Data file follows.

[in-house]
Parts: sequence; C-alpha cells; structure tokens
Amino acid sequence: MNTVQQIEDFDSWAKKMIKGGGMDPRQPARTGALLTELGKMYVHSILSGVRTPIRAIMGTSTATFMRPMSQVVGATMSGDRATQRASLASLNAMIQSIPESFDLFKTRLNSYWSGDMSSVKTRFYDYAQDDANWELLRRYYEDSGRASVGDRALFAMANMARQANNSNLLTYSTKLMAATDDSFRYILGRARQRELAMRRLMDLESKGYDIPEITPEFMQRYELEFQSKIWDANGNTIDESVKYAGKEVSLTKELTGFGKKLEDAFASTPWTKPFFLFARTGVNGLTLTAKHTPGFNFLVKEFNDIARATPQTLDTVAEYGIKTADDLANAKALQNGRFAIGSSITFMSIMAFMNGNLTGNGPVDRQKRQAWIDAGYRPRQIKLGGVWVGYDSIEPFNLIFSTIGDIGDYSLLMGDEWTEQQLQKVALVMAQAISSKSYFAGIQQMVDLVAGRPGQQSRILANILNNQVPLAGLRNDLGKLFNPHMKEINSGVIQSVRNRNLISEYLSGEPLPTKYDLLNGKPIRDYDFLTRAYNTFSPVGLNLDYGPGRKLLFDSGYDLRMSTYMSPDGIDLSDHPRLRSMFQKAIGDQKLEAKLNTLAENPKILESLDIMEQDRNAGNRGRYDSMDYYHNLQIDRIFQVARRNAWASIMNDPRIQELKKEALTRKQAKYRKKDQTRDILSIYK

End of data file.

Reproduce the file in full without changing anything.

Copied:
[in-house]
Parts: sequence; C-alpha cells; structure tokens
Amino acid sequence: MNTVQQIEDFDSWAKKMIKGGGMDPRQPARTGALLTELGKMYVHSILSGVRTPIRAIMGTSTATFMRPMSQVVGATMSGDRATQRASLASLNAMIQSIPESFDLFKTRLNSYWSGDMSSVKTRFYDYAQDDANWELLRRYYEDSGRASVGDRALFAMANMARQANNSNLLTYSTKLMAATDDSFRYILGRARQRELAMRRLMDLESKGYDIPEITPEFMQRYELEFQSKIWDANGNTIDESVKYAGKEVSLTKELTGFGKKLEDAFASTPWTKPFFLFARTGVNGLTLTAKHTPGFNFLVKEFNDIARATPQTLDTVAEYGIKTADDLANAKALQNGRFAIGSSITFMSIMAFMNGNLTGNGPVDRQKRQAWIDAGYRPRQIKLGGVWVGYDSIEPFNLIFSTIGDIGDYSLLMGDEWTEQQLQKVALVMAQAISSKSYFAGIQQMVDLVAGRPGQQSRILANILNNQVPLAGLRNDLGKLFNPHMKEINSGVIQSVRNRNLISEYLSGEPLPTKYDLLNGKPIRDYDFLTRAYNTFSPVGLNLDYGPGRKLLFDSGYDLRMSTYMSPDGIDLSDHPRLRSMFQKAIGDQKLEAKLNTLAENPKILESLDIMEQDRNAGNRGRYDSMDYYHNLQIDRIFQVARRNAWASIMNDPRIQELKKEALTRKQAKYRKKDQTRDILSIYK